The generous compensation package from the Moyai Seiyukai home in Kitakyushu city includes flexible hours, baby formula and diapers — and cups of tea at the in-house cafe for accompanying mothers.
In return, the new recruits — who must be age 3 or under — are being asked to “visit whenever you want” and “walk around as much as you like.”
The recruitment drive is the brainchild of Gondo Kimie, head of the facility, which is home to about 120 elderly residents.
She hit upon the idea after noticing how residents cheered up when her infant grandchild began visiting the home about two years ago. Other staff members sometimes brought their babies to the facility too, and “when elderly residents saw them, they smiled,” Gondo said. “The atmosphere was good.”
So, the home began distributing leaflets around the neighborhood and posting open calls for babies on social media.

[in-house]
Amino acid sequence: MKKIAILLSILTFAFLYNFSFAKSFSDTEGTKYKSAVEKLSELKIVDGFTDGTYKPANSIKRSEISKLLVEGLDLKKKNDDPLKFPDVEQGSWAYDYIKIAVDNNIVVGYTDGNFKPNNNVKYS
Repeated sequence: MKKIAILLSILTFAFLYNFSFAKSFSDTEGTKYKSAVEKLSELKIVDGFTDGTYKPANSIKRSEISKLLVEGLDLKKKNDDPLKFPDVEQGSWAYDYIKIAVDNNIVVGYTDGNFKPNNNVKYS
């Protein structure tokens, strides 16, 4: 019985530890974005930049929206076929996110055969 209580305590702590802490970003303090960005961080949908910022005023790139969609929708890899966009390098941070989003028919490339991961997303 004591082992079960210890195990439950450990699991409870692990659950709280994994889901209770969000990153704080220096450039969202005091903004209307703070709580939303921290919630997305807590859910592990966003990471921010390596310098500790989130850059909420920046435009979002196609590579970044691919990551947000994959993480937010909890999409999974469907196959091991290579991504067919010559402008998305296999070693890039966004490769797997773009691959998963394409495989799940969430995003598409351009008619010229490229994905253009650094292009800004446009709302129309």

The program began with just one baby in 2021, and has now grown to 32 infant “employees,” mostly from families in the area, Gondo said.
And it has been a roaring success among the residents. Many smile just watching the babies from a distance, while some in wheelchairs push themselves over to interact with the children, she added.
“Even the people who usually don’t speak much and don’t smile a lot or don’t move, as soon as they see the babies, their facial expressions get brighter,” Gondo said.
Not only do the visits help to combat the public image of care homes as being depressing and lonely places, they are therapeutic in giving the residents a much-needed source of social interaction, she said.
Babies who visit frequently can develop close relationships with the residents, Gondo added.
“I hope that when (the children) start going to elementary school or junior high school, they continue to visit this center like their home anytime,” she said.